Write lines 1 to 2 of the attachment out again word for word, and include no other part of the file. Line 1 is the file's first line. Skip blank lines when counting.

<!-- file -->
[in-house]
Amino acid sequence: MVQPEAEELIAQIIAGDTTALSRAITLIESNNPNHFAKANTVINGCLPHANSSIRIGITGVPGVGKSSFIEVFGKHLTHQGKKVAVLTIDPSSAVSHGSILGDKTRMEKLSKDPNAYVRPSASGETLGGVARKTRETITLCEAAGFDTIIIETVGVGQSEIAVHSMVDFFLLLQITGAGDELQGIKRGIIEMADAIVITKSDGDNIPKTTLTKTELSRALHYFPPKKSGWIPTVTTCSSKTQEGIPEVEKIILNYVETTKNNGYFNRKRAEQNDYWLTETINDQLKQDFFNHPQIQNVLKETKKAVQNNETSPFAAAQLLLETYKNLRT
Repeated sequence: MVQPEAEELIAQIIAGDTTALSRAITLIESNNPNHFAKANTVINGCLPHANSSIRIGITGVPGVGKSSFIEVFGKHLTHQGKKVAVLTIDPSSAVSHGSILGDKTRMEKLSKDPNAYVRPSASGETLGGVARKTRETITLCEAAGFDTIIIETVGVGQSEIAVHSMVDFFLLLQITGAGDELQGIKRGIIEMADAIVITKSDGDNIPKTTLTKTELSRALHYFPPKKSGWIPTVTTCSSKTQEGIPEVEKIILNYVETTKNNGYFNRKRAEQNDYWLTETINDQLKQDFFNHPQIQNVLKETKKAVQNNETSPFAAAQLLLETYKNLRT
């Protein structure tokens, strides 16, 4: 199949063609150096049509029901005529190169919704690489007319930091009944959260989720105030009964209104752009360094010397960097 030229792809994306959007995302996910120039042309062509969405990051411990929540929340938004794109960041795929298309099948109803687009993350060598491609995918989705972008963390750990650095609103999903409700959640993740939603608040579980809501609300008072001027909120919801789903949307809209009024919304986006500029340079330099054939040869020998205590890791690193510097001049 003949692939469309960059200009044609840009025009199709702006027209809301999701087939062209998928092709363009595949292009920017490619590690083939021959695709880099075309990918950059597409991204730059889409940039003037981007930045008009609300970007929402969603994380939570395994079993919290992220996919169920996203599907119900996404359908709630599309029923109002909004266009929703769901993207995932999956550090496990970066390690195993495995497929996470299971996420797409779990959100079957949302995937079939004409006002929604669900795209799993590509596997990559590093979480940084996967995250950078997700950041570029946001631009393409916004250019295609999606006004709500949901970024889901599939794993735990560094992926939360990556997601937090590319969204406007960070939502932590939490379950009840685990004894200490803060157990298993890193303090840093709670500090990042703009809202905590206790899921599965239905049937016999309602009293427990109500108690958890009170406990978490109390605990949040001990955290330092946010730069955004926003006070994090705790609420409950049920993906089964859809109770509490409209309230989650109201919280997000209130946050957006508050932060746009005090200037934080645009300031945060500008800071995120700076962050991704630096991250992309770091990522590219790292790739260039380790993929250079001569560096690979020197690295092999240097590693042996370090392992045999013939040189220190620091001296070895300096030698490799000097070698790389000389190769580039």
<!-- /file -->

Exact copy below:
[in-house]
Amino acid sequence: MVQPEAEELIAQIIAGDTTALSRAITLIESNNPNHFAKANTVINGCLPHANSSIRIGITGVPGVGKSSFIEVFGKHLTHQGKKVAVLTIDPSSAVSHGSILGDKTRMEKLSKDPNAYVRPSASGETLGGVARKTRETITLCEAAGFDTIIIETVGVGQSEIAVHSMVDFFLLLQITGAGDELQGIKRGIIEMADAIVITKSDGDNIPKTTLTKTELSRALHYFPPKKSGWIPTVTTCSSKTQEGIPEVEKIILNYVETTKNNGYFNRKRAEQNDYWLTETINDQLKQDFFNHPQIQNVLKETKKAVQNNETSPFAAAQLLLETYKNLRT